Just a short update on the progress of my HEA teaching development grant project. As mentioned in the last update, I presented at the joint HEA / SHEEF conference ‘Disseminating Innovative Practice‘ at the Radisson Blu hotel in Edinburgh on Tuesday 19th February. There were some pictures taken at various times during the conference, but no video that I could see, and so I decided to video a little recreation of the paper I presented. Due to memory restrictions on uploading videos I had to compress and split the video into two parts, but in any case, here is my presentation:
The quality of presentation was extremely high on the day from all of the presenters that went before me, and to be honest I was somewhat nervous as a result when it came time to carry out my own presentation after lunch (always prefer to present before lunch so that it’s not hanging over you and you can enjoy eating more!!). However what I presented seemed to go down relatively well as I was asked a number of questions following the conclusion of the session.
In the run up to the conference, in the two weeks prior to it, I managed to carry out the final focus group with the student participants on the project to complete phase one, the practical stage of the project. The group was well attended, with nine of the twelve students attending (this was exactly the number I expected), and there were very good levels of contribution from all present. The session was recorded to allow for a proper transcription and to ensure that conclusions and emerging lessons / indications can be drawn in an accurate context. This will hopefully allow for at least one further interim dissemination, whether written or oral, to be drafted in the coming weeks.
Finally, I managed to complete my interim report (circa 2,500 – 3,000 words), which had to be written and forwarded to the HEA by the 18th February, and surprisingly I managed to get this finished and submitted by the 14th. Unusual to not be still writing on deadline day!!!
So now it is on to phase two of the project, and to be honest I don’t think I will have too much to report on relating to that until close to the end of that, but I will of course note anything of interest as and when it crops up.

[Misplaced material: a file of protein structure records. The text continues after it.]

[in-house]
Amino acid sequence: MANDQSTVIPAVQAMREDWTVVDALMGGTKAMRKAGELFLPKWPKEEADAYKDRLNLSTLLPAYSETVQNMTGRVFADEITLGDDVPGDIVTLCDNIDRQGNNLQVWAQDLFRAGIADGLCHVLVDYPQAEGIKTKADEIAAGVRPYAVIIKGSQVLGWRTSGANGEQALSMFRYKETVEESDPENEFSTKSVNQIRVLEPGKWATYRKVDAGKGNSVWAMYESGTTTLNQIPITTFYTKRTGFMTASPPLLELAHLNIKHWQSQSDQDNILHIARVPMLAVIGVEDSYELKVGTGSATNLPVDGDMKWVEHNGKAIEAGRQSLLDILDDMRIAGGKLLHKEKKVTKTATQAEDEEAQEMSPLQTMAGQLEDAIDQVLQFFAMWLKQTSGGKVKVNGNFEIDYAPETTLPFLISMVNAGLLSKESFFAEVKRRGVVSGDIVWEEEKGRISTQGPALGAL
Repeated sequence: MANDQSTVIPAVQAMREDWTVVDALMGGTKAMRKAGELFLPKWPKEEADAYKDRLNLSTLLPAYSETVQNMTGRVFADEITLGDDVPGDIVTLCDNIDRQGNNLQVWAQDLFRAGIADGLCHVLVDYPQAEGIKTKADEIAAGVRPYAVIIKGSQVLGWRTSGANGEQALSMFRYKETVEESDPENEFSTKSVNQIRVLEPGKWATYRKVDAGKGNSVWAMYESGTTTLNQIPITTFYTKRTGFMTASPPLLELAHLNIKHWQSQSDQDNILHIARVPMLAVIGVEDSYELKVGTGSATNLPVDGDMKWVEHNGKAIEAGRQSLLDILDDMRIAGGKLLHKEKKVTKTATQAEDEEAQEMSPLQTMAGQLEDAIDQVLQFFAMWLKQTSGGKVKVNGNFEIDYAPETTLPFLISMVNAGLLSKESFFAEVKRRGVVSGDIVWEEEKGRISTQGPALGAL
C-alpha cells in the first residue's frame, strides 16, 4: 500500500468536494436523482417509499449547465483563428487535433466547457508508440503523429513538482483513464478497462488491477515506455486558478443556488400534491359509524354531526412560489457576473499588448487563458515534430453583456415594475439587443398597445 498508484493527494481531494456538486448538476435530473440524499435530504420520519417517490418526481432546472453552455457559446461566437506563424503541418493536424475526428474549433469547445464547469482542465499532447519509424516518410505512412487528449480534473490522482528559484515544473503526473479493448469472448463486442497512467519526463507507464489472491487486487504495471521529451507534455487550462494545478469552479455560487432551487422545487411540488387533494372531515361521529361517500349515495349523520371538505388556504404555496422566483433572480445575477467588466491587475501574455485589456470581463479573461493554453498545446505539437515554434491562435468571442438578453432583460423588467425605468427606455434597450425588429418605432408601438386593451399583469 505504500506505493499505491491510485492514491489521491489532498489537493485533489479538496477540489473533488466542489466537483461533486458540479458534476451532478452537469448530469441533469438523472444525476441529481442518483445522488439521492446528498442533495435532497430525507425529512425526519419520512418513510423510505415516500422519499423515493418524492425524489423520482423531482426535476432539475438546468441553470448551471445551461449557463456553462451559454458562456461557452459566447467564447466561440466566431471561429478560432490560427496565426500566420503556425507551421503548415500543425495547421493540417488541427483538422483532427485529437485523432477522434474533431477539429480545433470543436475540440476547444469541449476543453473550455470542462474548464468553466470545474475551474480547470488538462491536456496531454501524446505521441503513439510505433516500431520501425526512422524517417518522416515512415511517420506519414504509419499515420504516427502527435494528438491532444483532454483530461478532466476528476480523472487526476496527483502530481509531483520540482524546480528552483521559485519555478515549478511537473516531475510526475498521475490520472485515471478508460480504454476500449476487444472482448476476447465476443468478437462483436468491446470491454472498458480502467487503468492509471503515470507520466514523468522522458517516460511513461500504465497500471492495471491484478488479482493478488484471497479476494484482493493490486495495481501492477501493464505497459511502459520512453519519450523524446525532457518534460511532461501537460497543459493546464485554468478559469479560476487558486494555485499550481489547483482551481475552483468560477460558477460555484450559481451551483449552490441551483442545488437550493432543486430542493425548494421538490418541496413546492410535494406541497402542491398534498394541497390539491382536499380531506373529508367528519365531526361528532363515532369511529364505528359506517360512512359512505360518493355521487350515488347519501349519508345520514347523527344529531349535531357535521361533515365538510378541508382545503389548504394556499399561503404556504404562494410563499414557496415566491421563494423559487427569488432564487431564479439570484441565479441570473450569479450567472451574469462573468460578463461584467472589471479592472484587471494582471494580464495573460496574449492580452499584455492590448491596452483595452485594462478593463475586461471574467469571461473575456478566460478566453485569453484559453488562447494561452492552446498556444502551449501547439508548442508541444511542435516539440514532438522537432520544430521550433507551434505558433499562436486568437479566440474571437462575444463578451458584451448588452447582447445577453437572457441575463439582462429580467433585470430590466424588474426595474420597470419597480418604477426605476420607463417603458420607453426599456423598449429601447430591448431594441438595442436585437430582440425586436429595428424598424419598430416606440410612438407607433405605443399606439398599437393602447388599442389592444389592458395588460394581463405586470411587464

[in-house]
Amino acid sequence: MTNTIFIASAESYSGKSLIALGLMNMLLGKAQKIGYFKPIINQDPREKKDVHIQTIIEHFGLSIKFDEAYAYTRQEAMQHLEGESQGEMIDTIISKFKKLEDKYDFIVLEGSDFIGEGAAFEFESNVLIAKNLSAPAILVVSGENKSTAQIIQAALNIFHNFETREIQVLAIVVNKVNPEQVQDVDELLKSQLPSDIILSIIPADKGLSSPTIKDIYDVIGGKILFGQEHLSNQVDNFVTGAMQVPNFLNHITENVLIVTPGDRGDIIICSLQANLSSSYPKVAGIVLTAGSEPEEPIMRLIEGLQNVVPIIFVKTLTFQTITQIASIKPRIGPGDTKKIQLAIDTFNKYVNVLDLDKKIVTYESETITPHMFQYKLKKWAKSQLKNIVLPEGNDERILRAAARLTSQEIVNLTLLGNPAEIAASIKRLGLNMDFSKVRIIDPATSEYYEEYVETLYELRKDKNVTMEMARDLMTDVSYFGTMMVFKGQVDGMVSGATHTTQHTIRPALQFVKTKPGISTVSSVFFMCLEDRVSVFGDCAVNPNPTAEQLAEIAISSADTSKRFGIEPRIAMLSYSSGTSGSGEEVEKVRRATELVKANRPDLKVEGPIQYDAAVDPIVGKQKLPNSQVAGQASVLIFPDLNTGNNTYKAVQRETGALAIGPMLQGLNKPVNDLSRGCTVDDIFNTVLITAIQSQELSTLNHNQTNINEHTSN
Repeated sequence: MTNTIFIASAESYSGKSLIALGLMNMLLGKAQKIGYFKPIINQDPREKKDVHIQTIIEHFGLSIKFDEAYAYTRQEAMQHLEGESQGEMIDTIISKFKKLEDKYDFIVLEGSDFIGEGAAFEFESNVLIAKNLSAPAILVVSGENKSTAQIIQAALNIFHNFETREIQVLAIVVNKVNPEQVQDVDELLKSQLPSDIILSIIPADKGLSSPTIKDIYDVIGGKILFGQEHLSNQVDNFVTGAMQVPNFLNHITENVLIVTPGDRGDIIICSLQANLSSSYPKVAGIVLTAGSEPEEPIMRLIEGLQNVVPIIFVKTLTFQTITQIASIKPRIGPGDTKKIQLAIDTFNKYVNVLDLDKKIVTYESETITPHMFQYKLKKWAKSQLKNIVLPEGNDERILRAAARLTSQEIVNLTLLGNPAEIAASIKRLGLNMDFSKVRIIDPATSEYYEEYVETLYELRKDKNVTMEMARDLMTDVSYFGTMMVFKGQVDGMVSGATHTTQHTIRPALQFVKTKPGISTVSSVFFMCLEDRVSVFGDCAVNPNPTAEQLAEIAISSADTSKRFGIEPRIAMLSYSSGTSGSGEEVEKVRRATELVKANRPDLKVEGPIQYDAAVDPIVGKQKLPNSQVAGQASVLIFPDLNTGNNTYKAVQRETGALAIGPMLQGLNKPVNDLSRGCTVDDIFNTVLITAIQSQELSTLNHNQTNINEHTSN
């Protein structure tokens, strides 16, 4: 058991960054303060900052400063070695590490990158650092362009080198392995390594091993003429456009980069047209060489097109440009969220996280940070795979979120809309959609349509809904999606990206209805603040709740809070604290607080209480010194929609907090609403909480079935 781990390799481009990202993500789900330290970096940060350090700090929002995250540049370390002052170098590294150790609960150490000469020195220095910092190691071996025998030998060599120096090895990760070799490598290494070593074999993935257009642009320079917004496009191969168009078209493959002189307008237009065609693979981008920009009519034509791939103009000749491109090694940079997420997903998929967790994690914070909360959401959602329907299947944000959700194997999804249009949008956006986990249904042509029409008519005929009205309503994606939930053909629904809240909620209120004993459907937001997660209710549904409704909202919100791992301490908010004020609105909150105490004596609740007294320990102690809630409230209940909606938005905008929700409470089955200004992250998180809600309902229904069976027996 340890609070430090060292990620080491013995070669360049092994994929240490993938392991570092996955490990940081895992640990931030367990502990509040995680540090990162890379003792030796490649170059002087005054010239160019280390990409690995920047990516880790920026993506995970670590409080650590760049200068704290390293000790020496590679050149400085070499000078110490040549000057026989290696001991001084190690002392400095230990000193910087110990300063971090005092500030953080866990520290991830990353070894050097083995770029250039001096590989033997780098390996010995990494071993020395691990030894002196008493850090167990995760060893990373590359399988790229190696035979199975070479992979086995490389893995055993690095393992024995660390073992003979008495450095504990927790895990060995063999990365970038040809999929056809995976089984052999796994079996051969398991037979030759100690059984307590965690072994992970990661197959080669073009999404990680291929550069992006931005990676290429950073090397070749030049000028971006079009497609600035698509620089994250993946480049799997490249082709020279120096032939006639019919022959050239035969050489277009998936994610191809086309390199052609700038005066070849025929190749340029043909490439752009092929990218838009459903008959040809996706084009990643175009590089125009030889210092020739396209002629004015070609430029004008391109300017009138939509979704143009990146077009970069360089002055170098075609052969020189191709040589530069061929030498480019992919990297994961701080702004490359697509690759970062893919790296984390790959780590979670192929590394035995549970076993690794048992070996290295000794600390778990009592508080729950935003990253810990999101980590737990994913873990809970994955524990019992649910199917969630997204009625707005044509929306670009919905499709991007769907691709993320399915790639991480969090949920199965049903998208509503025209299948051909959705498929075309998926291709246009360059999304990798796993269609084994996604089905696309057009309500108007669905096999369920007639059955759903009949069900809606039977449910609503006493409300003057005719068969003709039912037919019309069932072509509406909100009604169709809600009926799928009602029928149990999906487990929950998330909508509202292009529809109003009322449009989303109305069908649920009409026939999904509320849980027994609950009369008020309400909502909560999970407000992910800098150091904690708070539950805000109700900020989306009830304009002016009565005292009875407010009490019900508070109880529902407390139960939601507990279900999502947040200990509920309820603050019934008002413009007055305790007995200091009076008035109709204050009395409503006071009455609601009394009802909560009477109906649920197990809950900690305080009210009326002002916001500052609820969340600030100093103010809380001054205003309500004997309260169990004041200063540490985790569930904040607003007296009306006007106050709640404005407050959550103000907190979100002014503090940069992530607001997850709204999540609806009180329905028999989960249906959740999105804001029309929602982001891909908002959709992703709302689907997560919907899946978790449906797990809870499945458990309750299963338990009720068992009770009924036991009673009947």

At this stage I would like to go on record as thanking a number of people for their contributions and help to date, and I feel that having completed the first phase it is an appropriate time to do so:
Professor Angus McAllister – now Emeritus Professor of Law, UWS, who gave me great support relating to my taking on the project prior to his retiral earlier this month.
Mrs Valerie Finch – now retired former subject leader for law, UWS, who allowed me to take on the project in the first place and gave me space in my activity plan to do so prior to her retiral late last year.
Dr Julie Thomson – from the Innovation and Research Office, UWS, for helping me get everything officially set up to run the project and approved at the outset.
Mr Ron Livingstone, head of the business school, UWS, who gave support to the project and said that it was exactly the sort of thing that he was happy for staff of the business school to get involved in.
All of the students who volunteered, successfully or otherwise, to take part in the project. Without their input, the project would have been impossible to get off the ground. In particular, the levels of engagement of many of these students has been absolutely superb and has helped enormously with being able to draw valid indications and conclusions thus far.
Patricia Meiklejohn and Graeme White from Paisley Sheriff Court and Hamilton Sheriff Court respectively, both of whom were so welcoming to myself and the students taking part in the project. Patricia in particular really helped by spending some time with the students on their first court visit, explaining various aspects of the court and personnel, as well as answering student questions. This was very much appreciated by both myself and all of the students.
The various other personnel of the courts, many of whom took the time to come and speak to the students including at times the fiscal depute on duty, defence agents, clerk of court, court officers, police officers and others.
The HEA and all of the hard working staff there. Without their hard work (and money!), projects like mine would be unlikely to exist. In addition, the events and conferences that they organise ensure that results and indications can be disseminated to a number of relevant people, which of course helps enormously.
And finally, anybody else that I may have overlooked in the few minutes I have been typing – if you have helped, then I am grateful, and apologies for not mentioning you by name. I would also include here anybody who has taken the time to come to this blog and read / watch the videos of my ongoing progress, hopefully you have found something interesting on your visit.
As mentioned, I’ll of course make further updates as and when necessary.